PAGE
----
The Sense of an Closing the Book on Colonialism

Specifications: 4-5 pages, double-spaced, 12pt font, MLA style formatting and citations (see Purdue Owl MLA).

Final Draft (upload to appropriate dropbox folder). Submission should include photos of a separate rough draft, with marks and other proofs of significant revision.
If possible, I request that you please include any rough drafts or layouts you create for this paper, prior to editing it into your final draft. It can also be in the final word document if that’s easiest for you. I have paid for a couple extra pages for this extra effort on your part (that’s why the order says 7 pages, but the actual final draft only needs to be 4-5 pages). Let me know if you have any questions about this request.

As we discussed in our reading from early in the semester, there are generally understood to be two varieties of colonization: internal and “classic.” Classic colonization involves a distant power seeking to take over territory for its resources (human and material), which usually means that colonized subjects are largely able to maintain their local cultural practices and identities but with some changes. Internal colonization, meanwhile, is typically understood to be a result of a country pushing its borders into new territory and erasing the cultural institutions of any conquered peoples along the way. But the two kinds of colonization can happen simultaneously or at least overlap in some important ways, particularly in terms of culture and cultural ties. Note: I’ve included an article (as well as notes) we discussed at the beginning of this class that covers things like culture and colonization. This is a class about Literatures and Cultures in Contact and Conflict so the professor likes when a lot of key terms in reference to culture and colonization are in the writings. You don’t need to use this as a source, but I included it just in case you find it helpful. (This is in the “Tanno” folder).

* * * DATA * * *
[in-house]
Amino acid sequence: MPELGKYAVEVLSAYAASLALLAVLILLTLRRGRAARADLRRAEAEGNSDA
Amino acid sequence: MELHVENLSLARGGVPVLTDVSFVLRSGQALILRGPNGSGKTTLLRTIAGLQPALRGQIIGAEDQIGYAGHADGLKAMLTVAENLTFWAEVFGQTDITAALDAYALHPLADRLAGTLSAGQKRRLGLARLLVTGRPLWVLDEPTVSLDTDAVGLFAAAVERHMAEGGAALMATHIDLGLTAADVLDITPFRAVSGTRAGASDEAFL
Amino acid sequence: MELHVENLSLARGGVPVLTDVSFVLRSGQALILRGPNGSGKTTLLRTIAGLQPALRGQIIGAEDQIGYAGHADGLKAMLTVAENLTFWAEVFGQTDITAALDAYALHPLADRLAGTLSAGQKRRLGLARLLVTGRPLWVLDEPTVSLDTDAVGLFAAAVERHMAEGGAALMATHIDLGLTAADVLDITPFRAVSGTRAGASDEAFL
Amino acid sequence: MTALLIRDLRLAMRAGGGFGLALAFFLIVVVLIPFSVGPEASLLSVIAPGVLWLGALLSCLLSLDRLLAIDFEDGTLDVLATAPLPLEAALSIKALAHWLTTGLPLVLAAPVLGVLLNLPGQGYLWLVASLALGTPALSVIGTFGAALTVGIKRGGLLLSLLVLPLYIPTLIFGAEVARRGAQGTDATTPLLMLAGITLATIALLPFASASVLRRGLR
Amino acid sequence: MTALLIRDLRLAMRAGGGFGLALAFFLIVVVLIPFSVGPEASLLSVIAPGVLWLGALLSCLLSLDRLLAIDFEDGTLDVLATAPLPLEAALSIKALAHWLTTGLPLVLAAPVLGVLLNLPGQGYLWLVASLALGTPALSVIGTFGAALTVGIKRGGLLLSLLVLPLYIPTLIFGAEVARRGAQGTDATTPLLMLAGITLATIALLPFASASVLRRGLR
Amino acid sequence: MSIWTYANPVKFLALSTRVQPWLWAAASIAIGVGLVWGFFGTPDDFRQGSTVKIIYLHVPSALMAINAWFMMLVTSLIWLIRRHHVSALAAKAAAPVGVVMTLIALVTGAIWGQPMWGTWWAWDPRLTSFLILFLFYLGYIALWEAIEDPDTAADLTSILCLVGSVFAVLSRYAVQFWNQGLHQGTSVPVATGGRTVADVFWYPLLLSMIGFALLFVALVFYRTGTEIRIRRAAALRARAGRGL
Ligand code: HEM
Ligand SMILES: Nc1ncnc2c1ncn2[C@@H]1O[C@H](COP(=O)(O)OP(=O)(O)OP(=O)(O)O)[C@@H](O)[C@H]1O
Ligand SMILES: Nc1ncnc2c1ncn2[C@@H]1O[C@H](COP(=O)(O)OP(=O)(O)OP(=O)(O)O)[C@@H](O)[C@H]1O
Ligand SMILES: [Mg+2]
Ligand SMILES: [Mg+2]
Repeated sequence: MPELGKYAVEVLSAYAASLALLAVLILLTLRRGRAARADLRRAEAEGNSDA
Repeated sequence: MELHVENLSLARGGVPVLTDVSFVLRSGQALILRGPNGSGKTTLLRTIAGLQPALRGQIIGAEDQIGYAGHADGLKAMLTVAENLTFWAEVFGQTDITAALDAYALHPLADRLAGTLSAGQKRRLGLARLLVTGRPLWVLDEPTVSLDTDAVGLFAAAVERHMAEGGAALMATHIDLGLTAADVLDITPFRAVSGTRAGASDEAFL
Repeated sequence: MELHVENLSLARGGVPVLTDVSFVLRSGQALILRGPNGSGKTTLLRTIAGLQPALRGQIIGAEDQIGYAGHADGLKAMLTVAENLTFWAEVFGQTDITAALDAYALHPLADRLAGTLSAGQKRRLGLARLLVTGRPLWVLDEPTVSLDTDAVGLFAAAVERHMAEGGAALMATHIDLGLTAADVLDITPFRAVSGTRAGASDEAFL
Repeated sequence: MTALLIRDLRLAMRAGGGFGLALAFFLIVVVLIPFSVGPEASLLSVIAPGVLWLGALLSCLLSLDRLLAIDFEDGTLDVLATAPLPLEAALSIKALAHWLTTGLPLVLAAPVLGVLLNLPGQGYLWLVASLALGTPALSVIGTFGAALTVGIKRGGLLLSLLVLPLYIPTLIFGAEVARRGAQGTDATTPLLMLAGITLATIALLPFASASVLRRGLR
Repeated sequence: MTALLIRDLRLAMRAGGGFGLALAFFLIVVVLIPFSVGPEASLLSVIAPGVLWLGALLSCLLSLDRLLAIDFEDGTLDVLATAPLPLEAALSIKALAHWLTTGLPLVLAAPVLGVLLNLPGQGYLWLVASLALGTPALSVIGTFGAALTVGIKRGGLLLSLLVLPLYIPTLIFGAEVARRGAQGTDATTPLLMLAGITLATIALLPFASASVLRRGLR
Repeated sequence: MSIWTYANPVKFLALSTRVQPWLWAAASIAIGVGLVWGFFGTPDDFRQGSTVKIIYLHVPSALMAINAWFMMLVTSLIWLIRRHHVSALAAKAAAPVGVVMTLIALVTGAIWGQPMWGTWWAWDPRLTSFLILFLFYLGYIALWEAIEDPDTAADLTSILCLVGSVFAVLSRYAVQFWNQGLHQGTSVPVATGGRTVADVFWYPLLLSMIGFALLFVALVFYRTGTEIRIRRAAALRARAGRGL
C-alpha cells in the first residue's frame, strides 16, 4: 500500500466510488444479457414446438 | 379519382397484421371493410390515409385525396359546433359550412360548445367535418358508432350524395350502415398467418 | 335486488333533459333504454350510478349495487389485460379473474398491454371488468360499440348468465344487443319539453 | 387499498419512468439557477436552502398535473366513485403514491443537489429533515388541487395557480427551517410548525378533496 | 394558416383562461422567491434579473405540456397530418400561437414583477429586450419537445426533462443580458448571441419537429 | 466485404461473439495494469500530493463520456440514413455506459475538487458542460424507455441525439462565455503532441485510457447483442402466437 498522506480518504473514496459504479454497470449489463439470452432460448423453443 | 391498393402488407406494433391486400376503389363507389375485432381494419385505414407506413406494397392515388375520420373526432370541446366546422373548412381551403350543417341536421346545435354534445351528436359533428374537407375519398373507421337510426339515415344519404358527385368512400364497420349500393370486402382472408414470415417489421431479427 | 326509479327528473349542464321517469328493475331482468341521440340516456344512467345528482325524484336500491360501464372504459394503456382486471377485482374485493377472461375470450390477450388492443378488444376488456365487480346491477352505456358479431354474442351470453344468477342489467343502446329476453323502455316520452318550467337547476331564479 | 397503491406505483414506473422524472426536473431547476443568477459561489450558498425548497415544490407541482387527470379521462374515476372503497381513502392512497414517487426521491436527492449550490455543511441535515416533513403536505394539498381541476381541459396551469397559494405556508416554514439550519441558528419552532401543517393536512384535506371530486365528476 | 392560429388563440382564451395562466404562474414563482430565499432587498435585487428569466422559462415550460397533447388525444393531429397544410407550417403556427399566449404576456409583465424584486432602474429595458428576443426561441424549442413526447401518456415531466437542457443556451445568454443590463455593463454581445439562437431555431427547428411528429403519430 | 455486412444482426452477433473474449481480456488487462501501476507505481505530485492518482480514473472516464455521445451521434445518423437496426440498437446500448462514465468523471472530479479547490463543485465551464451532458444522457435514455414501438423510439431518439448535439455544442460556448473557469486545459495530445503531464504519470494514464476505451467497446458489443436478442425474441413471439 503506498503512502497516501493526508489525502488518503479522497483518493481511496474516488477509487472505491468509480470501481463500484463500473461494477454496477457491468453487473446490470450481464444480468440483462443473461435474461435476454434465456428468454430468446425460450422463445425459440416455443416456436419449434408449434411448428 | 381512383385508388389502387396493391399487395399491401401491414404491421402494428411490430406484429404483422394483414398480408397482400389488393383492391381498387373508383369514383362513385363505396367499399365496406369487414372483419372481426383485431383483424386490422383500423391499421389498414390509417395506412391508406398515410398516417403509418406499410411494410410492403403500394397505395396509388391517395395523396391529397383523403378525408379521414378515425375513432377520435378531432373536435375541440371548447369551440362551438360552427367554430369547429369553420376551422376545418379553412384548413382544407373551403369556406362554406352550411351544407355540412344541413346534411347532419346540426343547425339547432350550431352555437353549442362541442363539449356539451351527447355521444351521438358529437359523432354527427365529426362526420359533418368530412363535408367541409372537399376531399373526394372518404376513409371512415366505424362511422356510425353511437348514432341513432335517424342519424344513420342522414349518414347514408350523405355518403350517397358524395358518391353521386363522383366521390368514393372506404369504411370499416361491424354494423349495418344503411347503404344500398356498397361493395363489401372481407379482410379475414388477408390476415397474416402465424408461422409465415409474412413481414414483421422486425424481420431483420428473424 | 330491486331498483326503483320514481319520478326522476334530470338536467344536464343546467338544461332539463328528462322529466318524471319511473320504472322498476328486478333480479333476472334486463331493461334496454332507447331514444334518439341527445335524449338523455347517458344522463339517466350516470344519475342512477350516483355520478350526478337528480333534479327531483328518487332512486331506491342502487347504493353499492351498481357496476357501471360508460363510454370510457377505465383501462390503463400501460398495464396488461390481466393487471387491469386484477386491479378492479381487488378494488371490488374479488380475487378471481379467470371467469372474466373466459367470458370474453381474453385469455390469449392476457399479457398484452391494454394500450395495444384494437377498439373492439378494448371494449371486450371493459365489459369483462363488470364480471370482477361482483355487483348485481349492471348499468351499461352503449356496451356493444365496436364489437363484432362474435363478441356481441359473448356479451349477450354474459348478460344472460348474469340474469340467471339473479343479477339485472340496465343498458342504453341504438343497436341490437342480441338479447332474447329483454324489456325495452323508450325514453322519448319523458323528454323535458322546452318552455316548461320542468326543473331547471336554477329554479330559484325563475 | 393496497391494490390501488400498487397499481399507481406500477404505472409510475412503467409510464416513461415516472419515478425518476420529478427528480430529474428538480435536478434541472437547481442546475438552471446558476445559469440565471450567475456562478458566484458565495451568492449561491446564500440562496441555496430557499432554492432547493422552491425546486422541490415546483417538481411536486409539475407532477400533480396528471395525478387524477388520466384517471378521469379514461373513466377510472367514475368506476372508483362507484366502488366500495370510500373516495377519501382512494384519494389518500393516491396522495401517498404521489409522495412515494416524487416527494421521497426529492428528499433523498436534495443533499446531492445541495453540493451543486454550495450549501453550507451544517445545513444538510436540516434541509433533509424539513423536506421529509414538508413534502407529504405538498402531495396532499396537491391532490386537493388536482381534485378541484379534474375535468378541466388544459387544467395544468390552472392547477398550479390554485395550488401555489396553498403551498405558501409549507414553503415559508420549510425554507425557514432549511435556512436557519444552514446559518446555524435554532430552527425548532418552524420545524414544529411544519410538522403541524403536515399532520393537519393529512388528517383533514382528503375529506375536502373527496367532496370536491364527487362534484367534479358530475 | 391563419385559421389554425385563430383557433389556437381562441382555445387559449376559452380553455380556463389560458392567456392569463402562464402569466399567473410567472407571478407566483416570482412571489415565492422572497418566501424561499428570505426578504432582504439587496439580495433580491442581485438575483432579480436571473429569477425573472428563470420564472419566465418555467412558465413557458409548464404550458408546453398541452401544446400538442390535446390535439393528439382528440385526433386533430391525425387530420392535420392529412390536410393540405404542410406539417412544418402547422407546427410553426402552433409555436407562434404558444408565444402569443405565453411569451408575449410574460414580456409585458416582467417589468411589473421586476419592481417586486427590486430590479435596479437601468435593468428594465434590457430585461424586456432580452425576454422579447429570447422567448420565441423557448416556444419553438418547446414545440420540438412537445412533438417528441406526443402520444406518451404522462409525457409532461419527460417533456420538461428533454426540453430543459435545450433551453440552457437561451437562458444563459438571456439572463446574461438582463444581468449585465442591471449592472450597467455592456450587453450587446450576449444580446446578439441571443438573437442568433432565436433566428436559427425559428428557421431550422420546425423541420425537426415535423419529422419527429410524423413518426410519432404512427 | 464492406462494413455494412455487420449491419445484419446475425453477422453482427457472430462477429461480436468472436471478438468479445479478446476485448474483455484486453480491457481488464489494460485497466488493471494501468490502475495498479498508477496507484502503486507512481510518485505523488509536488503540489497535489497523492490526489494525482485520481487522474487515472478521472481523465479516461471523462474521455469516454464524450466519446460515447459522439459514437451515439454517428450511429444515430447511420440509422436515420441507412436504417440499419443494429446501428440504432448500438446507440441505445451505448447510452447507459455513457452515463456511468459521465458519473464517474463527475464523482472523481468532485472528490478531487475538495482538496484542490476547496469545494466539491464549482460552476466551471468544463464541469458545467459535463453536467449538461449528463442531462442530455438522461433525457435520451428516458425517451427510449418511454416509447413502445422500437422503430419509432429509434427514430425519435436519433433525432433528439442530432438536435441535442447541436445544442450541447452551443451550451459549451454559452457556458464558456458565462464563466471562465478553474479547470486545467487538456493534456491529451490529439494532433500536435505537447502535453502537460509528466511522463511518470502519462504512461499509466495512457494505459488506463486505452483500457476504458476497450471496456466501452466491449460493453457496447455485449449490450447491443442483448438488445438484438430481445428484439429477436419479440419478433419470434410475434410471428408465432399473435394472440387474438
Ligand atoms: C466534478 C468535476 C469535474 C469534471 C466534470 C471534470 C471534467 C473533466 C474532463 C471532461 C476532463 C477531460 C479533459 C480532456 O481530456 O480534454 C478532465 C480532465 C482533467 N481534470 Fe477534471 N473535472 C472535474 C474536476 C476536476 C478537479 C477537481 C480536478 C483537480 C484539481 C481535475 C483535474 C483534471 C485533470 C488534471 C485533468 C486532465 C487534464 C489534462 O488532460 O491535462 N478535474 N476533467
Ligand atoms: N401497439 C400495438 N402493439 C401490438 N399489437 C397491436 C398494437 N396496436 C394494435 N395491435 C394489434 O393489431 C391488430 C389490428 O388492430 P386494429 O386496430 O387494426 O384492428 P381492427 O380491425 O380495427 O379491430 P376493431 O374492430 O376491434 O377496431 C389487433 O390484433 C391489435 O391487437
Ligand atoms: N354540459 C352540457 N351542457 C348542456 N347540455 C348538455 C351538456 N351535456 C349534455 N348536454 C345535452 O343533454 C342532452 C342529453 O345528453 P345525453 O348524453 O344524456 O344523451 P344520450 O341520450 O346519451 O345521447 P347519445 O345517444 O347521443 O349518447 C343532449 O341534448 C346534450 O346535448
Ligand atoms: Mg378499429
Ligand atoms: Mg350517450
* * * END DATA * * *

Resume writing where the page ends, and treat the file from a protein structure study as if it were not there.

Each of the passages which follow offer important concluding remarks for their respective novel. Choosing one of the following passages, write a 4-5 page analysis of the novel’s concerns through a close reading of the passage and its broader associations, discussing its implications for the ending of the novel, as well as the final commentary it is making concerning the relationship between culture and colonialism in the text.

  1. “Robinson had had occasion to note in the past that the only artifacts which impressed primitive peoples were things coming within their scope, such as knives, clothes, small boats. Beyond this they were unmoved, as though a mansion or rigged ship were a work of nature, no more to be marveled at than a cavern or an iceberg. It was not so with Friday, and Robinson at first assumed that the Araucanian’s ready understanding of everything he saw was due to his own influence. But as he watched him run up the shrouds and stand laughing on the crosstrees, fifty feet above deck, he thought of Friday’s airy contrivances—the arrows, the kite, and the harp—and realized that for him this sailing ship, so graceful and handsomely rigged, represented a supreme conquest of the air. The thought saddened him, the more so since he was conscious of his own growing revulsion for this world, into which he was being dragged, it seemed to him, against his will” (Friday 222-223).
  2. “Mother knew a lot of things and I had regard for her knowledge. Be careful, she had said, and I thought about Nyasha and Chido and Nhamo, who had all succumbed, and of my own creeping feelings of doom. Was I being careful enough? I wondered. For I was beginning to have a suspicion, no more than the seed of a suspicion, that I had been too eager to leave the homestead and embrace the ‘Englishness’ of Sacred Heart. The suspicion remained for a few days, during which time it transformed itself into guilt, and then I had nightmares about Nhamo and Chido and Nyasha two nights in a row. That should tell you how much my mother’s words disturbed me: I had not had a nightmare since the first time I went to the mission. But term-time was fast approaching and the thought of returning to Sacred Heart filled me with pleasure. The books, the games, the films, the debates—all these things were things that I wanted. I told myself I was a much more sensible person than Nyasha, because I knew what could or couldn’t be done. In this way, I banished the suspicion, buried it in the depths of my subconscious, and happily went back to Sacred Heart” (Nervous Conditions 297-298).

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